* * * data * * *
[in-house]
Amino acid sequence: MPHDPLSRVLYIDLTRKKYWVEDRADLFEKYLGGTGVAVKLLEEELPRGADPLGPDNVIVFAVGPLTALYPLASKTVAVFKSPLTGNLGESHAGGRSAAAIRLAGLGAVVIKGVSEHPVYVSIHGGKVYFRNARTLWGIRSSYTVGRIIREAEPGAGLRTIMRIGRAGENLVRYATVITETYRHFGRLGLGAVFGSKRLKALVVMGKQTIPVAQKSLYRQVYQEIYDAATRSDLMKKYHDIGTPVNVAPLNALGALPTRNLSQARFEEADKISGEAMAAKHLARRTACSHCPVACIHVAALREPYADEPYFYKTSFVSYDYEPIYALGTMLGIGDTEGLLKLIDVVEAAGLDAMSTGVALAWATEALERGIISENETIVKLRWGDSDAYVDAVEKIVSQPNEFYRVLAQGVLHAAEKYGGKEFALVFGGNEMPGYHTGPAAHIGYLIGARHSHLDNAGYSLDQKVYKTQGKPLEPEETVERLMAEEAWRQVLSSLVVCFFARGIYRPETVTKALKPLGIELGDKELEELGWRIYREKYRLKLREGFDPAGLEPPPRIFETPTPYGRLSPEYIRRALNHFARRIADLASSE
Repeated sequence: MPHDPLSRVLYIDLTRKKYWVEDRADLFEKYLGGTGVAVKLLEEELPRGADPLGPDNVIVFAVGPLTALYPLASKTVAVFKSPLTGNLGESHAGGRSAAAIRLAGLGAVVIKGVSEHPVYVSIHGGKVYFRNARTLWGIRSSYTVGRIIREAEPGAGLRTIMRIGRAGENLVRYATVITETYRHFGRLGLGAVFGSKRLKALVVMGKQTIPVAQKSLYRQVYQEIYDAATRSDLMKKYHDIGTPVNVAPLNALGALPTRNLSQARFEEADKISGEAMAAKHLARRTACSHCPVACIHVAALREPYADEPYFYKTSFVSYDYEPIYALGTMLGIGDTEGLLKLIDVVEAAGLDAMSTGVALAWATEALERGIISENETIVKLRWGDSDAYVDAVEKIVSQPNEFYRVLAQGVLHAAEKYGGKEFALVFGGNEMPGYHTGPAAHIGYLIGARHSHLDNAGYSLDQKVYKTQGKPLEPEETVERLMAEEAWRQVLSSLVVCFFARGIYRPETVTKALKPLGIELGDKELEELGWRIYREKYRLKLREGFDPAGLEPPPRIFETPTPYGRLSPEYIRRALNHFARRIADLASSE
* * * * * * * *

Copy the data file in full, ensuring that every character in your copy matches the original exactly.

[in-house]
Amino acid sequence: MPHDPLSRVLYIDLTRKKYWVEDRADLFEKYLGGTGVAVKLLEEELPRGADPLGPDNVIVFAVGPLTALYPLASKTVAVFKSPLTGNLGESHAGGRSAAAIRLAGLGAVVIKGVSEHPVYVSIHGGKVYFRNARTLWGIRSSYTVGRIIREAEPGAGLRTIMRIGRAGENLVRYATVITETYRHFGRLGLGAVFGSKRLKALVVMGKQTIPVAQKSLYRQVYQEIYDAATRSDLMKKYHDIGTPVNVAPLNALGALPTRNLSQARFEEADKISGEAMAAKHLARRTACSHCPVACIHVAALREPYADEPYFYKTSFVSYDYEPIYALGTMLGIGDTEGLLKLIDVVEAAGLDAMSTGVALAWATEALERGIISENETIVKLRWGDSDAYVDAVEKIVSQPNEFYRVLAQGVLHAAEKYGGKEFALVFGGNEMPGYHTGPAAHIGYLIGARHSHLDNAGYSLDQKVYKTQGKPLEPEETVERLMAEEAWRQVLSSLVVCFFARGIYRPETVTKALKPLGIELGDKELEELGWRIYREKYRLKLREGFDPAGLEPPPRIFETPTPYGRLSPEYIRRALNHFARRIADLASSE
Repeated sequence: MPHDPLSRVLYIDLTRKKYWVEDRADLFEKYLGGTGVAVKLLEEELPRGADPLGPDNVIVFAVGPLTALYPLASKTVAVFKSPLTGNLGESHAGGRSAAAIRLAGLGAVVIKGVSEHPVYVSIHGGKVYFRNARTLWGIRSSYTVGRIIREAEPGAGLRTIMRIGRAGENLVRYATVITETYRHFGRLGLGAVFGSKRLKALVVMGKQTIPVAQKSLYRQVYQEIYDAATRSDLMKKYHDIGTPVNVAPLNALGALPTRNLSQARFEEADKISGEAMAAKHLARRTACSHCPVACIHVAALREPYADEPYFYKTSFVSYDYEPIYALGTMLGIGDTEGLLKLIDVVEAAGLDAMSTGVALAWATEALERGIISENETIVKLRWGDSDAYVDAVEKIVSQPNEFYRVLAQGVLHAAEKYGGKEFALVFGGNEMPGYHTGPAAHIGYLIGARHSHLDNAGYSLDQKVYKTQGKPLEPEETVERLMAEEAWRQVLSSLVVCFFARGIYRPETVTKALKPLGIELGDKELEELGWRIYREKYRLKLREGFDPAGLEPPPRIFETPTPYGRLSPEYIRRALNHFARRIADLASSE